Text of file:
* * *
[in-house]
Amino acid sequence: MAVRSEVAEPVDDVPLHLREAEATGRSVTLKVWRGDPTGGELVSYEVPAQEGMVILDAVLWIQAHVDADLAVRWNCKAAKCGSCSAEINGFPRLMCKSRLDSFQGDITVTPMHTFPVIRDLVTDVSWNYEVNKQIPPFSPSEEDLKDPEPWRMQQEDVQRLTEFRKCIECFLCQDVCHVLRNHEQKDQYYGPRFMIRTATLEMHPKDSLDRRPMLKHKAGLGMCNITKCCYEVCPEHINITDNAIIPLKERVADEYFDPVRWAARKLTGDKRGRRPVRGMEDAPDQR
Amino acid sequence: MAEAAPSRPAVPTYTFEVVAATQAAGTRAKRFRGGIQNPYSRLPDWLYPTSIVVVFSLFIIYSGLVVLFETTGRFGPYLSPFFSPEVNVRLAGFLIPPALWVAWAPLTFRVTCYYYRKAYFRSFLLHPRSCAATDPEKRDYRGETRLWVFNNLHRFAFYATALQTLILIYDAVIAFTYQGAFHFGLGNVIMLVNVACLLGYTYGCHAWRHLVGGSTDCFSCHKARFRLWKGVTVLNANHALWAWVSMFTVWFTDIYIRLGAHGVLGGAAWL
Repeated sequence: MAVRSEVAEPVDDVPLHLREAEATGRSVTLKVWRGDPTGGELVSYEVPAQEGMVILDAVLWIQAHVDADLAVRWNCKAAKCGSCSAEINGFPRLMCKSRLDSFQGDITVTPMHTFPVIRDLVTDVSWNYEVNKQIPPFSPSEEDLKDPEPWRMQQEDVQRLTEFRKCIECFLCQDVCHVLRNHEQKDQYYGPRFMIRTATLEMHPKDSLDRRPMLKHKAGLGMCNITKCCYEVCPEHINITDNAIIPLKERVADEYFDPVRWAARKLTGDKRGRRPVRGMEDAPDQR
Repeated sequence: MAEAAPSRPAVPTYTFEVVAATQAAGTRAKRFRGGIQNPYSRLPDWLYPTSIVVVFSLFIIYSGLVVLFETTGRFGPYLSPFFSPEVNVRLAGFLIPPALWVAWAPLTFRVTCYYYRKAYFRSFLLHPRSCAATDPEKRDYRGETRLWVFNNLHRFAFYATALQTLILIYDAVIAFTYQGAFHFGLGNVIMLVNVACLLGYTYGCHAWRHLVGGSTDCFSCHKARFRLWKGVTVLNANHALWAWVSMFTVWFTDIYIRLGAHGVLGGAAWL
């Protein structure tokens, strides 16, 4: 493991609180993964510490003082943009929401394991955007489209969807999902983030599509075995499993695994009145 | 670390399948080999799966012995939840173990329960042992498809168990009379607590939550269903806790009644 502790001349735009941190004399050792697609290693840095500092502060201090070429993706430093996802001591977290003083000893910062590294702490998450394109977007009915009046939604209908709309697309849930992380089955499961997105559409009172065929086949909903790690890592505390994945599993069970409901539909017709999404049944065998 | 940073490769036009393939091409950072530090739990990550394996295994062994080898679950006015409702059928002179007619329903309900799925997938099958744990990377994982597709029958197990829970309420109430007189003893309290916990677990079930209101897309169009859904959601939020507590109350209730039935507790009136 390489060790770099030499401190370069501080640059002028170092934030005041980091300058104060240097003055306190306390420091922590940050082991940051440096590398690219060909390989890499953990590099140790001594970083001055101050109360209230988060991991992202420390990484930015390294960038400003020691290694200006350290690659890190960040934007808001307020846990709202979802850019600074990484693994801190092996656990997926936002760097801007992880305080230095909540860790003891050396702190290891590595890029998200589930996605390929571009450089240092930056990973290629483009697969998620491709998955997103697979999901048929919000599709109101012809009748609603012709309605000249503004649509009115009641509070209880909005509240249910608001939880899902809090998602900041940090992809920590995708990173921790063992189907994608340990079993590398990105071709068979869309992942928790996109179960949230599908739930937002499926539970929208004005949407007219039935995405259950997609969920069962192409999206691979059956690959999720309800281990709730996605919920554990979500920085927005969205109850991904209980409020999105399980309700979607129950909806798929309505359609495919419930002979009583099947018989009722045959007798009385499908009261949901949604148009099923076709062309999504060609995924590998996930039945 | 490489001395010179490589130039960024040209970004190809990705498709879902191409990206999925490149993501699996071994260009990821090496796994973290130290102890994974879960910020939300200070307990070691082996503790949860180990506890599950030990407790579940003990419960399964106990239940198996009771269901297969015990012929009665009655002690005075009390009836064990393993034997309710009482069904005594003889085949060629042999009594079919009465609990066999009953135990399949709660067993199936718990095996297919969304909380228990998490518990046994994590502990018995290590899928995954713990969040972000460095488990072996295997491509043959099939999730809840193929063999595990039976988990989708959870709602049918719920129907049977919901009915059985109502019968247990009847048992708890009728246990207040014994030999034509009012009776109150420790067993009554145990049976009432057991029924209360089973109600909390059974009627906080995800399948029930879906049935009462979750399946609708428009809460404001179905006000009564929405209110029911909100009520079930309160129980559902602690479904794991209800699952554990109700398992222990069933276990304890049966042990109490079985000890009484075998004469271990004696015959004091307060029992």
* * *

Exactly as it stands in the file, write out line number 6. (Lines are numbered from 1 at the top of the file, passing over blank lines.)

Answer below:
């Protein structure tokens, strides 16, 4: 493991609180993964510490003082943009929401394991955007489209969807999902983030599509075995499993695994009145 | 670390399948080999799966012995939840173990329960042992498809168990009379607590939550269903806790009644 502790001349735009941190004399050792697609290693840095500092502060201090070429993706430093996802001591977290003083000893910062590294702490998450394109977007009915009046939604209908709309697309849930992380089955499961997105559409009172065929086949909903790690890592505390994945599993069970409901539909017709999404049944065998 | 940073490769036009393939091409950072530090739990990550394996295994062994080898679950006015409702059928002179007619329903309900799925997938099958744990990377994982597709029958197990829970309420109430007189003893309290916990677990079930209101897309169009859904959601939020507590109350209730039935507790009136 390489060790770099030499401190370069501080640059002028170092934030005041980091300058104060240097003055306190306390420091922590940050082991940051440096590398690219060909390989890499953990590099140790001594970083001055101050109360209230988060991991992202420390990484930015390294960038400003020691290694200006350290690659890190960040934007808001307020846990709202979802850019600074990484693994801190092996656990997926936002760097801007992880305080230095909540860790003891050396702190290891590595890029998200589930996605390929571009450089240092930056990973290629483009697969998620491709998955997103697979999901048929919000599709109101012809009748609603012709309605000249503004649509009115009641509070209880909005509240249910608001939880899902809090998602900041940090992809920590995708990173921790063992189907994608340990079993590398990105071709068979869309992942928790996109179960949230599908739930937002499926539970929208004005949407007219039935995405259950997609969920069962192409999206691979059956690959999720309800281990709730996605919920554990979500920085927005969205109850991904209980409020999105399980309700979607129950909806798929309505359609495919419930002979009583099947018989009722045959007798009385499908009261949901949604148009099923076709062309999504060609995924590998996930039945 | 490489001395010179490589130039960024040209970004190809990705498709879902191409990206999925490149993501699996071994260009990821090496796994973290130290102890994974879960910020939300200070307990070691082996503790949860180990506890599950030990407790579940003990419960399964106990239940198996009771269901297969015990012929009665009655002690005075009390009836064990393993034997309710009482069904005594003889085949060629042999009594079919009465609990066999009953135990399949709660067993199936718990095996297919969304909380228990998490518990046994994590502990018995290590899928995954713990969040972000460095488990072996295997491509043959099939999730809840193929063999595990039976988990989708959870709602049918719920129907049977919901009915059985109502019968247990009847048992708890009728246990207040014994030999034509009012009776109150420790067993009554145990049976009432057991029924209360089973109600909390059974009627906080995800399948029930879906049935009462979750399946609708428009809460404001179905006000009564929405209110029911909100009520079930309160129980559902602690479904794991209800699952554990109700398992222990069933276990304890049966042990109490079985000890009484075998004469271990004696015959004091307060029992």